and 114 Other Questions
by New Scientist
Why Don't Penguins' Feet Freeze? are not uniform in quality. They're not written by the same author, or even by a team at the magazine. They're sent in by other readers, and vary quite a bit. (Some of them have impressive little list of credentials after their names, others just list their name and you wonder who they are or what they know). Quite often completely contradictory answers are printed next to each other and there are even some that are obviously making a joke of the whole thing. They did make me chuckle, and it was interesting to see different ways of explaining the same phenomenon, but a few times I was still left wondering which response was the most accurate. It didn't bother me too much, but other readers might find this uneven quality dissatisfying.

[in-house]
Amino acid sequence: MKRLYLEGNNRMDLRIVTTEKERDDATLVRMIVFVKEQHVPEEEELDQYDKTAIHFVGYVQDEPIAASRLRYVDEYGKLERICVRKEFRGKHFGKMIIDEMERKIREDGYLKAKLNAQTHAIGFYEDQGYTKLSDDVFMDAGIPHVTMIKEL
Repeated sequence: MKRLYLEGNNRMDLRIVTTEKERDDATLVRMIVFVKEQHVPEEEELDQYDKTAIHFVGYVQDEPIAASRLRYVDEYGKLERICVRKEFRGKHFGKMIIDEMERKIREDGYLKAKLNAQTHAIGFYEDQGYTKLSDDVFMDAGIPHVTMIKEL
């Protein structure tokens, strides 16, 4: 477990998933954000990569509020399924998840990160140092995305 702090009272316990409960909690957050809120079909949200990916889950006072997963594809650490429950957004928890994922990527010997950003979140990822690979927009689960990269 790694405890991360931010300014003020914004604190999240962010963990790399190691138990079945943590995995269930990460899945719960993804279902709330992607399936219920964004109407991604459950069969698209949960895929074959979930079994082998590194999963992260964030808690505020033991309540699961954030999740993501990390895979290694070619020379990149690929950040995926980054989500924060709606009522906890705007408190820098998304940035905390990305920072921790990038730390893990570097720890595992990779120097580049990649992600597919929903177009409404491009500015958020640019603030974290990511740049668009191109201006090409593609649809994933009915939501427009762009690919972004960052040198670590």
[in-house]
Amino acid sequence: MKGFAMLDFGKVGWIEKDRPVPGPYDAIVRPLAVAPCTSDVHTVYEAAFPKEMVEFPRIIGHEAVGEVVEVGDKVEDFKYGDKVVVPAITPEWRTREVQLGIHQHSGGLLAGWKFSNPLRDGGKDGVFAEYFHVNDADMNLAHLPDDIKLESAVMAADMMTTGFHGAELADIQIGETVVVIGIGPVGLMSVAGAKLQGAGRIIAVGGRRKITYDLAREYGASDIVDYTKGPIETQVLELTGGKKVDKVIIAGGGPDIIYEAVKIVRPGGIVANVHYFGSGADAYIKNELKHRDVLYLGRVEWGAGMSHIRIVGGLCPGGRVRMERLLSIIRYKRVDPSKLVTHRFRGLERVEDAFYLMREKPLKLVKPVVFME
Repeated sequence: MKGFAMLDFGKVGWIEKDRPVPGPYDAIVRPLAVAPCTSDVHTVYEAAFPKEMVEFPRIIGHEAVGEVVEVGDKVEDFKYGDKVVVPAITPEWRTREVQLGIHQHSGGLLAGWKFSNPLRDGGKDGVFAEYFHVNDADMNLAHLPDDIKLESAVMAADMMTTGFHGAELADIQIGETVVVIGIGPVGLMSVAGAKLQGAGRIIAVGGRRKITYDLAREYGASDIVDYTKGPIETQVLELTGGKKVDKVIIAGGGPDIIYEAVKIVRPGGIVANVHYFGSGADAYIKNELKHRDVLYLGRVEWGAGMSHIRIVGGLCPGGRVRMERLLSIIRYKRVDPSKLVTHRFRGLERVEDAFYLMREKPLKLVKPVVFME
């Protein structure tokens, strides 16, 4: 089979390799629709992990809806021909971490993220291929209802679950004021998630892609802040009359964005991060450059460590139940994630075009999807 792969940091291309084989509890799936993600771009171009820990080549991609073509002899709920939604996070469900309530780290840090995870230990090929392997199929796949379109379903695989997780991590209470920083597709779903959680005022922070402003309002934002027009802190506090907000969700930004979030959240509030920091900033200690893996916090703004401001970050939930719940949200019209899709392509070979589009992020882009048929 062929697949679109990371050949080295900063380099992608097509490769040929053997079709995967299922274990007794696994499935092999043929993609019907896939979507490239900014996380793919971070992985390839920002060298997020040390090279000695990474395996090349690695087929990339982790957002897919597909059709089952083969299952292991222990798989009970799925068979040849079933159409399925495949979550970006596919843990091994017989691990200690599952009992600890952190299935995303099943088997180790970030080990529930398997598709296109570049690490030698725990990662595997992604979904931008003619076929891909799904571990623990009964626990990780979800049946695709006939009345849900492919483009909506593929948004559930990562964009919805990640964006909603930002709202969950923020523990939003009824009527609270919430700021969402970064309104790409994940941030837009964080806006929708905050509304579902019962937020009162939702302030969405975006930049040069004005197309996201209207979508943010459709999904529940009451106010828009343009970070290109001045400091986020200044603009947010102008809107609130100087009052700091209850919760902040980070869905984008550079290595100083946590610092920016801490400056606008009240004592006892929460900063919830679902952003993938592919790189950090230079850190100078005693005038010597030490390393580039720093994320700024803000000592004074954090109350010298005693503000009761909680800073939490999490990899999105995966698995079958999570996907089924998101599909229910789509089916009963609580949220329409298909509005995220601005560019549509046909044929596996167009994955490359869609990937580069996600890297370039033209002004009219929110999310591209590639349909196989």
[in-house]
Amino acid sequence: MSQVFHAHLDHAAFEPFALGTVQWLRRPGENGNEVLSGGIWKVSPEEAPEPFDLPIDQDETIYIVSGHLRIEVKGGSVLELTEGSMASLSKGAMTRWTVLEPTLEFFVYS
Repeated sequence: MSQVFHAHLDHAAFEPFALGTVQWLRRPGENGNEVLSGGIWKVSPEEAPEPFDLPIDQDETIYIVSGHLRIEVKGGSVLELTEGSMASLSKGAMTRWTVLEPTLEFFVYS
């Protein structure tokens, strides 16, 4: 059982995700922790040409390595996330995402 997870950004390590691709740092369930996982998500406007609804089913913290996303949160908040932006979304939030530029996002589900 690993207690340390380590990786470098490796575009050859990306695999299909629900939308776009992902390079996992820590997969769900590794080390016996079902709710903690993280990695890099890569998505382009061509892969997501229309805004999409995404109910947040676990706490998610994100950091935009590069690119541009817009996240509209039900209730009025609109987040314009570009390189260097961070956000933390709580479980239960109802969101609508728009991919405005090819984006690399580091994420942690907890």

I want to see them answer the question about the hummingbird my sisters and I used to pose to each other as kids when we drove around in our large volkswagon van: if a hummingbird is hovering in the car and it takes off suddenly, will the bird keep moving along with the car or get smashed against the rear window? (I think this was mostly answered by the question in the book about how a floating balloon behaves in a moving car, but somehow I think a living creature powering itself, like a hummingbird, might act differently?)
rating: 3/5 ........212 pages, 2006